The Himalayan Garden and Sculpture Park at Grewelthorpe has been awarded National Plant Collection status by Plant Heritage for its Rhodendron subsect, Fortunea.
Jago Wallace, Head of the National Collection of Rhododendrons at the garden said: “We have worked hard to achieve this award, undertaking specific recordings, research, care, and maintenance of these plants to keep them in good condition.”
The award has been given specifically for the Himalayan Garden’s collection of Rhododendron subsect Fortunea, of which there are 29 different types across the garden.
There are over 1,200 different Rhododendron species which are broken down in to ‘subgenus’ and even further into ‘subsections’. The subgenus of the garden’s Fortunea subsection is the Hymenanthes.
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“We have created a new National Collection bed to help visitors see the Fortunea more closely,” added Jago.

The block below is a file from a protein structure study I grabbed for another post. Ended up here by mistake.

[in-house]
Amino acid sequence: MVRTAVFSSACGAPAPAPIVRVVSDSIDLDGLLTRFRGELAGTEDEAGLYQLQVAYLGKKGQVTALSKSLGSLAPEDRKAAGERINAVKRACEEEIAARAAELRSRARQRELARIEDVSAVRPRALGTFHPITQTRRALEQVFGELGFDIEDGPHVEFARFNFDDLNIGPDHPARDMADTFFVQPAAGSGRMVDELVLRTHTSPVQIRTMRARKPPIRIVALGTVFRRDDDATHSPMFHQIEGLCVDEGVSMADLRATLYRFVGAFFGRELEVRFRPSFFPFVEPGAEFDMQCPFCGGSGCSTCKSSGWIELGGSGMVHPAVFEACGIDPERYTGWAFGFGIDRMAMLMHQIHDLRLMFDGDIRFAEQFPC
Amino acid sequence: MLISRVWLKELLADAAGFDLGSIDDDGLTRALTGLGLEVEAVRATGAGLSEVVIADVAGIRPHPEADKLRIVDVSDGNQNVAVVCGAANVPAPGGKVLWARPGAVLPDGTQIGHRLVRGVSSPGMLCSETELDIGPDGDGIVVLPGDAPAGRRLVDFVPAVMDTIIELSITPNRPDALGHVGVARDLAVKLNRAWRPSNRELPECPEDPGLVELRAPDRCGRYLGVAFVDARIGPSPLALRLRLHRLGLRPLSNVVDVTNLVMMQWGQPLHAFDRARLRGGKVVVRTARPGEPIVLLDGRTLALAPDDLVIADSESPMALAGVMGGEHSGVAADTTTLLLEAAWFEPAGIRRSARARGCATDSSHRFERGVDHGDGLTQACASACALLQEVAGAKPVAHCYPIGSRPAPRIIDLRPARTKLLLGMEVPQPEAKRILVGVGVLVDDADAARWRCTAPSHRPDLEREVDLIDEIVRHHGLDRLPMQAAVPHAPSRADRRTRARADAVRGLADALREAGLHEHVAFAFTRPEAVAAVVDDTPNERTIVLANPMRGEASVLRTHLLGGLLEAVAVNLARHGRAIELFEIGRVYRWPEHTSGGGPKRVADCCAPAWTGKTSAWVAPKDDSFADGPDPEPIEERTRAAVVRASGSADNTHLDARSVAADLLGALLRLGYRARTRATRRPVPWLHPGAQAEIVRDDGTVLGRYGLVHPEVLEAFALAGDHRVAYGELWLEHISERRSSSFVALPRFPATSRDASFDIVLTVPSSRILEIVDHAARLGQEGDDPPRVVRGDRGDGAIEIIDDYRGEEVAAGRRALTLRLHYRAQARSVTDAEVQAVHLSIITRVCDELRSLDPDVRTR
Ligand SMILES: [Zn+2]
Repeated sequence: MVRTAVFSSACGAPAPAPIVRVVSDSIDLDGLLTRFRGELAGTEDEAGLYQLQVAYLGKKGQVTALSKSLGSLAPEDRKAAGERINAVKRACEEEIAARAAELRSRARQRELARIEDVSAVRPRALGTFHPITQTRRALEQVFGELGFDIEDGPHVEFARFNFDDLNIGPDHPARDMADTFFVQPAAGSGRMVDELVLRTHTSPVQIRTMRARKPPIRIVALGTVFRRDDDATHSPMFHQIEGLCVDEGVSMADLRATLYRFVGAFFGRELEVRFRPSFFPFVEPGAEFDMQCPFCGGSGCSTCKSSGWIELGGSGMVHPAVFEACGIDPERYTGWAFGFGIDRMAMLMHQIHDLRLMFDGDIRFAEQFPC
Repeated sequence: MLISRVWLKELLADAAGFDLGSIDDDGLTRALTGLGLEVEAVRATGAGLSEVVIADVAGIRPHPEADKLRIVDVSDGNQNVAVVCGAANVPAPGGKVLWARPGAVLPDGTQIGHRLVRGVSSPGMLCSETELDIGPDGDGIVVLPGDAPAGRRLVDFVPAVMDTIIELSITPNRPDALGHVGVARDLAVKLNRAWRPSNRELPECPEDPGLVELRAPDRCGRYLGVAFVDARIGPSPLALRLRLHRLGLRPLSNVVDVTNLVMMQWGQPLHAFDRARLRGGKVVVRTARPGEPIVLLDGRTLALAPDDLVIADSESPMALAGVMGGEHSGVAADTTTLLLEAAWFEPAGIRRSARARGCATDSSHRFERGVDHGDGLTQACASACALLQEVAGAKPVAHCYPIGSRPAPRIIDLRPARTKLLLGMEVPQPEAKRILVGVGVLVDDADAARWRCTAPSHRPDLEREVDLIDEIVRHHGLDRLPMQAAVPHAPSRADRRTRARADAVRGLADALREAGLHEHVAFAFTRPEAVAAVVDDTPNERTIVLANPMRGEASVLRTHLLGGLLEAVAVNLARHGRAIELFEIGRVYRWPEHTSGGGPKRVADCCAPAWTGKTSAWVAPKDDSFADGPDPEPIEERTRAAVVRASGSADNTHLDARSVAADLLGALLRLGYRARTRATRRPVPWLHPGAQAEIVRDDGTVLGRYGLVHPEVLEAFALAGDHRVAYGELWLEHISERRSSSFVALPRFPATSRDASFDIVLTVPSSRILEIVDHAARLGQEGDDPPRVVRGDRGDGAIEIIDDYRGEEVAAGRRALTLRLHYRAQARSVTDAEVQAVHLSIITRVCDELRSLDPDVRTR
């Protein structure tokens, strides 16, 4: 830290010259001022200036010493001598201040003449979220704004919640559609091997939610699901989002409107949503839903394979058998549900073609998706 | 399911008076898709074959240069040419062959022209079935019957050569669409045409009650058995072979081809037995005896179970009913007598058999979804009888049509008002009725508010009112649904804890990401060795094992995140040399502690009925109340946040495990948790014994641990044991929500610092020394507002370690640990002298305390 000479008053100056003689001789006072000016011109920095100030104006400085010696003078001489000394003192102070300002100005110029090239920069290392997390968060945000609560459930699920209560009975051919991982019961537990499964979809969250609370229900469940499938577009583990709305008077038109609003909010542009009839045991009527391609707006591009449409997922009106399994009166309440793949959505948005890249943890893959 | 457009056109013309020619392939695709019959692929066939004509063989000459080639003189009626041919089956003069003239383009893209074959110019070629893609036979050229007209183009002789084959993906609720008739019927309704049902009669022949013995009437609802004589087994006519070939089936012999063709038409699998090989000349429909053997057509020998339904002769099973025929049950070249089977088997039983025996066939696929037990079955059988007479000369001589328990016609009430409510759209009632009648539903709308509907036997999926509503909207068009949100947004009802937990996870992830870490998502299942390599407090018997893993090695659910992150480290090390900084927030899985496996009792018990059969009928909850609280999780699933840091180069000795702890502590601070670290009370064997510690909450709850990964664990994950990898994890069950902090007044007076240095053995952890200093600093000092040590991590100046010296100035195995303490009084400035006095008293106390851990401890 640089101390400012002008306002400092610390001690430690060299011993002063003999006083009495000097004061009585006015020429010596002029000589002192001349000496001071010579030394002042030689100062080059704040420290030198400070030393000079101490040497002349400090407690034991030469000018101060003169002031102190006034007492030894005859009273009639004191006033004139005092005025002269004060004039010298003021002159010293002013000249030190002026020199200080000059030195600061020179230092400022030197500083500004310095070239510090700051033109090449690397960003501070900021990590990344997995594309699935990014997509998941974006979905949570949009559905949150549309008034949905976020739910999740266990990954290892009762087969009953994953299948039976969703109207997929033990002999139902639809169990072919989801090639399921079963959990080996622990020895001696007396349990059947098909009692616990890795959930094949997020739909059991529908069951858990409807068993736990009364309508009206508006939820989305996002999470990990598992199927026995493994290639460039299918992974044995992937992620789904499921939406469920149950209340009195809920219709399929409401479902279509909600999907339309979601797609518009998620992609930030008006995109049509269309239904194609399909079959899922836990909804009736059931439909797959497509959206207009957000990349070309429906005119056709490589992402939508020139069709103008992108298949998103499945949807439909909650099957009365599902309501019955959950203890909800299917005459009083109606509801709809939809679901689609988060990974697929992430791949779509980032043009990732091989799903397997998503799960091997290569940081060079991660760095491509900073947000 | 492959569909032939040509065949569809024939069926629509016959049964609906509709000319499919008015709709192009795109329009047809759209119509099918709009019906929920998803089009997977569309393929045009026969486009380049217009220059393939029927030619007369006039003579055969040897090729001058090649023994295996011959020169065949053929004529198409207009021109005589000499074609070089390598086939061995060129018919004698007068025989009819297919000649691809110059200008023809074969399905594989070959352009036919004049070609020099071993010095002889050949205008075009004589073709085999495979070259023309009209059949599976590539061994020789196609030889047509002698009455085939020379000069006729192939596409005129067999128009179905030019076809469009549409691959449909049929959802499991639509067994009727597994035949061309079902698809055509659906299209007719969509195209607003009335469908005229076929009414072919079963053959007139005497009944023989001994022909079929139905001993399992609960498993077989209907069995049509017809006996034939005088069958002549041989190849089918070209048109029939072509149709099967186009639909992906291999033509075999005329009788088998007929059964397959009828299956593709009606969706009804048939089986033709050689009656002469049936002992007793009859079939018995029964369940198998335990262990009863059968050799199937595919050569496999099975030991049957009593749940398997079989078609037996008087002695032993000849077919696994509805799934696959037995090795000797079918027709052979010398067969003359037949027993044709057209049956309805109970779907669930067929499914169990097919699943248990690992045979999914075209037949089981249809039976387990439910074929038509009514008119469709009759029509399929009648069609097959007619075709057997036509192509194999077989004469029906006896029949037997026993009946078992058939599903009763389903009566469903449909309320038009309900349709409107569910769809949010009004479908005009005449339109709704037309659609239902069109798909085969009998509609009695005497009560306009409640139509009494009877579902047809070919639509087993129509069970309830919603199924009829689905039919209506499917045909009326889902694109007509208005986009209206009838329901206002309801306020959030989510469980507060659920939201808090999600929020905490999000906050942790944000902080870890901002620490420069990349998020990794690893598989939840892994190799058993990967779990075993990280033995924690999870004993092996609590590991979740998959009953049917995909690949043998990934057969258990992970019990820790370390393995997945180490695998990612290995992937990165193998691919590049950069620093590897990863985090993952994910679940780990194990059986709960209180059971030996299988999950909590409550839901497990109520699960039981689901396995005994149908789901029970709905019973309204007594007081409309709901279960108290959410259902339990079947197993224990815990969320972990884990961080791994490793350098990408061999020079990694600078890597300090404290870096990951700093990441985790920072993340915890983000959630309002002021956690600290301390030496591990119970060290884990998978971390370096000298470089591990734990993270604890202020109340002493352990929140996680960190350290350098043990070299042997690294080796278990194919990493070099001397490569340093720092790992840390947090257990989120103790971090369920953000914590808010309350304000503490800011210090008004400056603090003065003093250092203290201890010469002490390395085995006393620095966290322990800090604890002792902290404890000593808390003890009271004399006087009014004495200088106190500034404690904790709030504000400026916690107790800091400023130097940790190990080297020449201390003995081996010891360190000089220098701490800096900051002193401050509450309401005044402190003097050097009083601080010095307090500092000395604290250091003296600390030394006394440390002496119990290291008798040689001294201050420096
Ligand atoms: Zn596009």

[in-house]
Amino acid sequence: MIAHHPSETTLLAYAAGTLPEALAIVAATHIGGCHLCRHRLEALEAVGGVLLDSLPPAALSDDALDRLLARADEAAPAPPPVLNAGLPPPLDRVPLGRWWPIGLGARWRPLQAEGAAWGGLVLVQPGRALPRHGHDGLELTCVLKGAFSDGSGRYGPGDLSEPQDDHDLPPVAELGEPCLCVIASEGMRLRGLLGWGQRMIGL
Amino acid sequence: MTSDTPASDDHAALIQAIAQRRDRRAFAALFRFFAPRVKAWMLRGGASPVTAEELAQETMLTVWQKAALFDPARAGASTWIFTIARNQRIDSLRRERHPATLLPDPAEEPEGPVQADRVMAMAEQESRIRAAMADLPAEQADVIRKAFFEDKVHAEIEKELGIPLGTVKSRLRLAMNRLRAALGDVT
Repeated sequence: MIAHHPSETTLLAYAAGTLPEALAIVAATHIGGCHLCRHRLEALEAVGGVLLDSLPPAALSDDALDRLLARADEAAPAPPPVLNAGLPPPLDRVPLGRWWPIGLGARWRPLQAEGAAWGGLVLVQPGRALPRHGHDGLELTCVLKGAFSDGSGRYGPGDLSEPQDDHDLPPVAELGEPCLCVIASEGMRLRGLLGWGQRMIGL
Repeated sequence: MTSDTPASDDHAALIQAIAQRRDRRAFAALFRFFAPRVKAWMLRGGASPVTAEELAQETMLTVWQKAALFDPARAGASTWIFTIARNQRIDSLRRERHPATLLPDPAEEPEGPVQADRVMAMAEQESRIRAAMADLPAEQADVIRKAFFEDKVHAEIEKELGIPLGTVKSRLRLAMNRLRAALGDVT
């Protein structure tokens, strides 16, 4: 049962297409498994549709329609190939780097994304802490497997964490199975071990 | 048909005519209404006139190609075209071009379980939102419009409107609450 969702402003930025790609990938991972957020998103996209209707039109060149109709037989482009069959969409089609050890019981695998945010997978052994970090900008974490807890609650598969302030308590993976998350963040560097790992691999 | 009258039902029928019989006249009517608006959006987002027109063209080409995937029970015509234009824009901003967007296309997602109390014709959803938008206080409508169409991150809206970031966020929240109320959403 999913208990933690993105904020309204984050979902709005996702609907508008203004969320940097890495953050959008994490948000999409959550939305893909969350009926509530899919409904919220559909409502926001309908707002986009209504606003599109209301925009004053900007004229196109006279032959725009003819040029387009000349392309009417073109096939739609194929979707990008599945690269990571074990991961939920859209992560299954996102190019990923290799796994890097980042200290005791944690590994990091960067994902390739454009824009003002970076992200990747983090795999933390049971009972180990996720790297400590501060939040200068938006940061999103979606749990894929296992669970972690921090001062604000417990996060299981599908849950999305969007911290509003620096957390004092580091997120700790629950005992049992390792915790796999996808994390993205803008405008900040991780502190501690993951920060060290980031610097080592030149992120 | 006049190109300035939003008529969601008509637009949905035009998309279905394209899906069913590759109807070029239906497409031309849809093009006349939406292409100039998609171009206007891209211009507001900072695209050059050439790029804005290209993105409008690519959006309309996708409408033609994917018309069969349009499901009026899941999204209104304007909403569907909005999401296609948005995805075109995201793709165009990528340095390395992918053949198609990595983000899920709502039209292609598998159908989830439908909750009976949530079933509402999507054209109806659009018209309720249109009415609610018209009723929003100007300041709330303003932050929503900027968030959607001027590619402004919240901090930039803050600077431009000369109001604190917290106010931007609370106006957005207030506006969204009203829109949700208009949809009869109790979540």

“With the propagation of our plants being a major aim, all of the garden team have attended master classes on Rhododendron propagation, which gives us the skills to improve the care of our National Collection.”
Plant Heritage is a national horticultural charity which aims to conserve the diversity of garden plants in the UK and prevent the extinction of particular species.
They aim to save plants is to successfully cultivate and propagate them and share with others.
The Himalayan Garden aims to run its own master classes, educating visitors, volunteers and future staff in the art of Rhododendron propagation.
This will ensure that the Rhododendron subsect, Fortunea is conserved and thrives for future generations to admire and enjoy.
The Himalayan Garden and Sculpture Park is home to over 80 striking contemporary sculptures, situated within 45 acres of stunning woodland and gardens.
The microclimate of the valley makes it fertile ground for the rare Meconopsis blue poppy, alongside the North’s largest collection of rhododendrons, azaleas and magnolias.
The Sculpture Park features works by internationally renowned artists, all inspired by nature and is open to the public from April–October 30 in 2022.